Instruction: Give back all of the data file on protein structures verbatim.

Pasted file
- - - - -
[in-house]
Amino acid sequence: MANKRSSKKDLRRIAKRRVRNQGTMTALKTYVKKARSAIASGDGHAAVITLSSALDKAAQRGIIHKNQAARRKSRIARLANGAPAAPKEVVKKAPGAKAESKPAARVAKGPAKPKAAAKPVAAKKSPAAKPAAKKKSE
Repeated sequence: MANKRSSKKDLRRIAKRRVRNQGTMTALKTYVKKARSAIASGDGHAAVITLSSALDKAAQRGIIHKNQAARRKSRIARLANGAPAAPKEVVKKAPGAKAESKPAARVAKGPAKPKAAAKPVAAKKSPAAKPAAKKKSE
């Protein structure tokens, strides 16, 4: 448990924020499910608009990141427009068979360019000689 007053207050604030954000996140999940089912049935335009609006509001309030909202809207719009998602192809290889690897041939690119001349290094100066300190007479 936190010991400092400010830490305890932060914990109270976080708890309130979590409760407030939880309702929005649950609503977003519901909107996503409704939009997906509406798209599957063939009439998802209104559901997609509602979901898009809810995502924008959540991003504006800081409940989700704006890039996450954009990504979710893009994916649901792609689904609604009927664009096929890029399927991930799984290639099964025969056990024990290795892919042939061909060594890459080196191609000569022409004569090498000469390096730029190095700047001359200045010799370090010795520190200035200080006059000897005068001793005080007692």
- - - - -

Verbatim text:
[in-house]
Amino acid sequence: MANKRSSKKDLRRIAKRRVRNQGTMTALKTYVKKARSAIASGDGHAAVITLSSALDKAAQRGIIHKNQAARRKSRIARLANGAPAAPKEVVKKAPGAKAESKPAARVAKGPAKPKAAAKPVAAKKSPAAKPAAKKKSE
Repeated sequence: MANKRSSKKDLRRIAKRRVRNQGTMTALKTYVKKARSAIASGDGHAAVITLSSALDKAAQRGIIHKNQAARRKSRIARLANGAPAAPKEVVKKAPGAKAESKPAARVAKGPAKPKAAAKPVAAKKSPAAKPAAKKKSE
């Protein structure tokens, strides 16, 4: 448990924020499910608009990141427009068979360019000689 007053207050604030954000996140999940089912049935335009609006509001309030909202809207719009998602192809290889690897041939690119001349290094100066300190007479 936190010991400092400010830490305890932060914990109270976080708890309130979590409760407030939880309702929005649950609503977003519901909107996503409704939009997906509406798209599957063939009439998802209104559901997609509602979901898009809810995502924008959540991003504006800081409940989700704006890039996450954009990504979710893009994916649901792609689904609604009927664009096929890029399927991930799984290639099964025969056990024990290795892919042939061909060594890459080196191609000569022409004569090498000469390096730029190095700047001359200045010799370090010795520190200035200080006059000897005068001793005080007692």